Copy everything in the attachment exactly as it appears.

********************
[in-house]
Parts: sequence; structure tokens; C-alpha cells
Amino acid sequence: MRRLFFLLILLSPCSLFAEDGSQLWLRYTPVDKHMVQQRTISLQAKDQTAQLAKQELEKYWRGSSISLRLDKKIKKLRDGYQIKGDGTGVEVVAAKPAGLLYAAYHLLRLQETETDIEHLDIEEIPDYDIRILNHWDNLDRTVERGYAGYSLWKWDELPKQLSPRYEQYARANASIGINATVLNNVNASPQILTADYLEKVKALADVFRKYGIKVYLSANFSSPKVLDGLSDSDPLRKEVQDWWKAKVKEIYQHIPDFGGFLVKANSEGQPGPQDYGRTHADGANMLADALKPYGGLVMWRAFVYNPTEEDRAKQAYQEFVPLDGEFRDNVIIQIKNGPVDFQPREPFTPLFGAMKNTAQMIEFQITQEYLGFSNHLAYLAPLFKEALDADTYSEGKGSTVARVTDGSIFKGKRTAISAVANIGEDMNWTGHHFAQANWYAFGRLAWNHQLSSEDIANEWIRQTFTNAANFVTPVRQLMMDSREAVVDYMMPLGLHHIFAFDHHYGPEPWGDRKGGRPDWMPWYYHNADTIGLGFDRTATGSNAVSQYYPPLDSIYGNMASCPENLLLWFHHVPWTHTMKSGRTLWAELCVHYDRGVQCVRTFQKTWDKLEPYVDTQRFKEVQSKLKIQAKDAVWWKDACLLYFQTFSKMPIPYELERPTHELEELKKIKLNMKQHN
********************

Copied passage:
[in-house]
Parts: sequence; structure tokens; C-alpha cells
Amino acid sequence: MRRLFFLLILLSPCSLFAEDGSQLWLRYTPVDKHMVQQRTISLQAKDQTAQLAKQELEKYWRGSSISLRLDKKIKKLRDGYQIKGDGTGVEVVAAKPAGLLYAAYHLLRLQETETDIEHLDIEEIPDYDIRILNHWDNLDRTVERGYAGYSLWKWDELPKQLSPRYEQYARANASIGINATVLNNVNASPQILTADYLEKVKALADVFRKYGIKVYLSANFSSPKVLDGLSDSDPLRKEVQDWWKAKVKEIYQHIPDFGGFLVKANSEGQPGPQDYGRTHADGANMLADALKPYGGLVMWRAFVYNPTEEDRAKQAYQEFVPLDGEFRDNVIIQIKNGPVDFQPREPFTPLFGAMKNTAQMIEFQITQEYLGFSNHLAYLAPLFKEALDADTYSEGKGSTVARVTDGSIFKGKRTAISAVANIGEDMNWTGHHFAQANWYAFGRLAWNHQLSSEDIANEWIRQTFTNAANFVTPVRQLMMDSREAVVDYMMPLGLHHIFAFDHHYGPEPWGDRKGGRPDWMPWYYHNADTIGLGFDRTATGSNAVSQYYPPLDSIYGNMASCPENLLLWFHHVPWTHTMKSGRTLWAELCVHYDRGVQCVRTFQKTWDKLEPYVDTQRFKEVQSKLKIQAKDAVWWKDACLLYFQTFSKMPIPYELERPTHELEELKKIKLNMKQHN